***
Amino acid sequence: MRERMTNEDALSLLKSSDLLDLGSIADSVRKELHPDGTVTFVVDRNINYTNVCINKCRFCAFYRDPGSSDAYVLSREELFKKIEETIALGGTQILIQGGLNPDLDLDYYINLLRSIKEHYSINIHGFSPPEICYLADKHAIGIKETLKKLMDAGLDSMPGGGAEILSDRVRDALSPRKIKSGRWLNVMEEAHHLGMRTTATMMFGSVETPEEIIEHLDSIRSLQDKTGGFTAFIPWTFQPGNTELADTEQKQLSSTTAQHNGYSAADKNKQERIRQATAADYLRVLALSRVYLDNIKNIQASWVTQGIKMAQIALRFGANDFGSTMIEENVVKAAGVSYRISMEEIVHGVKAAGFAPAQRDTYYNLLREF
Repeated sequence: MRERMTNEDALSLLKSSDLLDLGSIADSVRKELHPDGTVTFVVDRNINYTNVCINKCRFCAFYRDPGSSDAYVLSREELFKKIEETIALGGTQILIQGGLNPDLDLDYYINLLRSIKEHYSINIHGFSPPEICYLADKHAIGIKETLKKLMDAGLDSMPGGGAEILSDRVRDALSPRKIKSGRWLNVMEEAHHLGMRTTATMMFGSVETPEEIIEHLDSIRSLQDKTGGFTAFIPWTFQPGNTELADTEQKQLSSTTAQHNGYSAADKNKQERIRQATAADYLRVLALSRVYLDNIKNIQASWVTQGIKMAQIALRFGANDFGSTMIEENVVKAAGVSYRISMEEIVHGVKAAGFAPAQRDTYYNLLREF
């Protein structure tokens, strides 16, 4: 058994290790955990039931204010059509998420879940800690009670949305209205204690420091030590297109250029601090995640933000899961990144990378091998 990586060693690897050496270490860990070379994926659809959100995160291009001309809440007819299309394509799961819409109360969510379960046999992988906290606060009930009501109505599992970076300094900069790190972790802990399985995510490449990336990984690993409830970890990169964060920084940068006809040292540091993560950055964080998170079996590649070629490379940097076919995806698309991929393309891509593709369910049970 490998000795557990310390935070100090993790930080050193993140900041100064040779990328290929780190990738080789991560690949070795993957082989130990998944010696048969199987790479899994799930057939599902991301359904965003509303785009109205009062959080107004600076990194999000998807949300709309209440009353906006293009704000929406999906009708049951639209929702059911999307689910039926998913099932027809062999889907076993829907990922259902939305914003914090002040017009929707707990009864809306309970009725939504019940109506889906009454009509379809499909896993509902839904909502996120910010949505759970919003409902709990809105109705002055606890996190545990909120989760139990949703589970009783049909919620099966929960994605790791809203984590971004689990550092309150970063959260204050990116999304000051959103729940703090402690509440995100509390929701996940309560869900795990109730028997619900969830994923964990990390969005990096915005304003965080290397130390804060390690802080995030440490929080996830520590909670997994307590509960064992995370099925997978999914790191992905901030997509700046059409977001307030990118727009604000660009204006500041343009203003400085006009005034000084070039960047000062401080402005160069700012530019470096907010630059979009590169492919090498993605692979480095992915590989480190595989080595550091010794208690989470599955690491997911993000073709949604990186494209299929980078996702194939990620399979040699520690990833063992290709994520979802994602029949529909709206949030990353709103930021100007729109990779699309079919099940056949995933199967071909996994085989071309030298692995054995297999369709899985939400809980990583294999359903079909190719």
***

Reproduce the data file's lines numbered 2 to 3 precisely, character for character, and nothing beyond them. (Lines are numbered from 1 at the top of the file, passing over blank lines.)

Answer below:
Repeated sequence: MRERMTNEDALSLLKSSDLLDLGSIADSVRKELHPDGTVTFVVDRNINYTNVCINKCRFCAFYRDPGSSDAYVLSREELFKKIEETIALGGTQILIQGGLNPDLDLDYYINLLRSIKEHYSINIHGFSPPEICYLADKHAIGIKETLKKLMDAGLDSMPGGGAEILSDRVRDALSPRKIKSGRWLNVMEEAHHLGMRTTATMMFGSVETPEEIIEHLDSIRSLQDKTGGFTAFIPWTFQPGNTELADTEQKQLSSTTAQHNGYSAADKNKQERIRQATAADYLRVLALSRVYLDNIKNIQASWVTQGIKMAQIALRFGANDFGSTMIEENVVKAAGVSYRISMEEIVHGVKAAGFAPAQRDTYYNLLREF
């Protein structure tokens, strides 16, 4: 058994290790955990039931204010059509998420879940800690009670949305209205204690420091030590297109250029601090995640933000899961990144990378091998 990586060693690897050496270490860990070379994926659809959100995160291009001309809440007819299309394509799961819409109360969510379960046999992988906290606060009930009501109505599992970076300094900069790190972790802990399985995510490449990336990984690993409830970890990169964060920084940068006809040292540091993560950055964080998170079996590649070629490379940097076919995806698309991929393309891509593709369910049970 490998000795557990310390935070100090993790930080050193993140900041100064040779990328290929780190990738080789991560690949070795993957082989130990998944010696048969199987790479899994799930057939599902991301359904965003509303785009109205009062959080107004600076990194999000998807949300709309209440009353906006293009704000929406999906009708049951639209929702059911999307689910039926998913099932027809062999889907076993829907990922259902939305914003914090002040017009929707707990009864809306309970009725939504019940109506889906009454009509379809499909896993509902839904909502996120910010949505759970919003409902709990809105109705002055606890996190545990909120989760139990949703589970009783049909919620099966929960994605790791809203984590971004689990550092309150970063959260204050990116999304000051959103729940703090402690509440995100509390929701996940309560869900795990109730028997619900969830994923964990990390969005990096915005304003965080290397130390804060390690802080995030440490929080996830520590909670997994307590509960064992995370099925997978999914790191992905901030997509700046059409977001307030990118727009604000660009204006500041343009203003400085006009005034000084070039960047000062401080402005160069700012530019470096907010630059979009590169492919090498993605692979480095992915590989480190595989080595550091010794208690989470599955690491997911993000073709949604990186494209299929980078996702194939990620399979040699520690990833063992290709994520979802994602029949529909709206949030990353709103930021100007729109990779699309079919099940056949995933199967071909996994085989071309030298692995054995297999369709899985939400809980990583294999359903079909190719």